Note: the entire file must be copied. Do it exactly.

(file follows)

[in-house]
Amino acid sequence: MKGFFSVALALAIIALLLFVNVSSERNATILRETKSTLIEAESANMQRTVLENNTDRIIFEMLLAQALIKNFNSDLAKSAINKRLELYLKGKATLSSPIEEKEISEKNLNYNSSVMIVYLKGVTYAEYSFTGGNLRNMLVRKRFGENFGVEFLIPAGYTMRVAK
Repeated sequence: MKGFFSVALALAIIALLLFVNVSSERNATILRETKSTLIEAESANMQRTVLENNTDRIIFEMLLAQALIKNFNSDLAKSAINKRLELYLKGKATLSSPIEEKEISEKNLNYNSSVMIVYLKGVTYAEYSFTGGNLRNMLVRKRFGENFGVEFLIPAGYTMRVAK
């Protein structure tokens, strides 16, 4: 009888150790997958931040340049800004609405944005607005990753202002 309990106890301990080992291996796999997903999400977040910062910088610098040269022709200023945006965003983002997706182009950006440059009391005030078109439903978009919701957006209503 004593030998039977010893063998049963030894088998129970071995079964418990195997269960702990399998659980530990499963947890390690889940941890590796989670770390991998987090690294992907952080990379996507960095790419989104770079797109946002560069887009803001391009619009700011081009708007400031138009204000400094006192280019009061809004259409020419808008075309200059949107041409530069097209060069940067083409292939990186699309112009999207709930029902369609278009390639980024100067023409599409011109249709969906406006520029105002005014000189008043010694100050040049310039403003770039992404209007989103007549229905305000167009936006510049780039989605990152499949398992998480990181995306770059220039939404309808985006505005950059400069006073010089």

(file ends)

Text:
[in-house]
Amino acid sequence: MKGFFSVALALAIIALLLFVNVSSERNATILRETKSTLIEAESANMQRTVLENNTDRIIFEMLLAQALIKNFNSDLAKSAINKRLELYLKGKATLSSPIEEKEISEKNLNYNSSVMIVYLKGVTYAEYSFTGGNLRNMLVRKRFGENFGVEFLIPAGYTMRVAK
Repeated sequence: MKGFFSVALALAIIALLLFVNVSSERNATILRETKSTLIEAESANMQRTVLENNTDRIIFEMLLAQALIKNFNSDLAKSAINKRLELYLKGKATLSSPIEEKEISEKNLNYNSSVMIVYLKGVTYAEYSFTGGNLRNMLVRKRFGENFGVEFLIPAGYTMRVAK
């Protein structure tokens, strides 16, 4: 009888150790997958931040340049800004609405944005607005990753202002 309990106890301990080992291996796999997903999400977040910062910088610098040269022709200023945006965003983002997706182009950006440059009391005030078109439903978009919701957006209503 004593030998039977010893063998049963030894088998129970071995079964418990195997269960702990399998659980530990499963947890390690889940941890590796989670770390991998987090690294992907952080990379996507960095790419989104770079797109946002560069887009803001391009619009700011081009708007400031138009204000400094006192280019009061809004259409020419808008075309200059949107041409530069097209060069940067083409292939990186699309112009999207709930029902369609278009390639980024100067023409599409011109249709969906406006520029105002005014000189008043010694100050040049310039403003770039992404209007989103007549229905305000167009936006510049780039989605990152499949398992998480990181995306770059220039939404309808985006505005950059400069006073010089």